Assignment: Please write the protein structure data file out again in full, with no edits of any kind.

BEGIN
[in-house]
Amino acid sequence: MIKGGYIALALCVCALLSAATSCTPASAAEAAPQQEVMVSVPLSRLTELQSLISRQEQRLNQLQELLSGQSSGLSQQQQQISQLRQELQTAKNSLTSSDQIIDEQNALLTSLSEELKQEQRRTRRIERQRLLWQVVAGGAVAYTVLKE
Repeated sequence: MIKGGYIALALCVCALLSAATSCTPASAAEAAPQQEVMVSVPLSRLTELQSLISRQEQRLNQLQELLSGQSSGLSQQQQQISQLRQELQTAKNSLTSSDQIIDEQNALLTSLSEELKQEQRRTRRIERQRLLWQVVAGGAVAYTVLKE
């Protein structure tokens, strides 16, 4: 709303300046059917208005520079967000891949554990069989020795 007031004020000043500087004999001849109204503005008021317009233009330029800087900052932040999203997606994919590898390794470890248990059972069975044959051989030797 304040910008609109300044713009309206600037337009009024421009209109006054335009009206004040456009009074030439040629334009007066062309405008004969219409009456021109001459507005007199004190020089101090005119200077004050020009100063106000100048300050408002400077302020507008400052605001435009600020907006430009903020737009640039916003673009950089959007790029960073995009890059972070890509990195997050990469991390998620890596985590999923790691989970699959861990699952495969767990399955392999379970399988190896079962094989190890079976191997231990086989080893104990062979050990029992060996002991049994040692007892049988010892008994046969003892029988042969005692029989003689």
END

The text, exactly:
[in-house]
Amino acid sequence: MIKGGYIALALCVCALLSAATSCTPASAAEAAPQQEVMVSVPLSRLTELQSLISRQEQRLNQLQELLSGQSSGLSQQQQQISQLRQELQTAKNSLTSSDQIIDEQNALLTSLSEELKQEQRRTRRIERQRLLWQVVAGGAVAYTVLKE
Repeated sequence: MIKGGYIALALCVCALLSAATSCTPASAAEAAPQQEVMVSVPLSRLTELQSLISRQEQRLNQLQELLSGQSSGLSQQQQQISQLRQELQTAKNSLTSSDQIIDEQNALLTSLSEELKQEQRRTRRIERQRLLWQVVAGGAVAYTVLKE
């Protein structure tokens, strides 16, 4: 709303300046059917208005520079967000891949554990069989020795 007031004020000043500087004999001849109204503005008021317009233009330029800087900052932040999203997606994919590898390794470890248990059972069975044959051989030797 304040910008609109300044713009309206600037337009009024421009209109006054335009009206004040456009009074030439040629334009007066062309405008004969219409009456021109001459507005007199004190020089101090005119200077004050020009100063106000100048300050408002400077302020507008400052605001435009600020907006430009903020737009640039916003673009950089959007790029960073995009890059972070890509990195997050990469991390998620890596985590999923790691989970699959861990699952495969767990399955392999379970399988190896079962094989190890079976191997231990086989080893104990062979050990029992060996002991049994040692007892049988010892008994046969003892029988042969005692029989003689």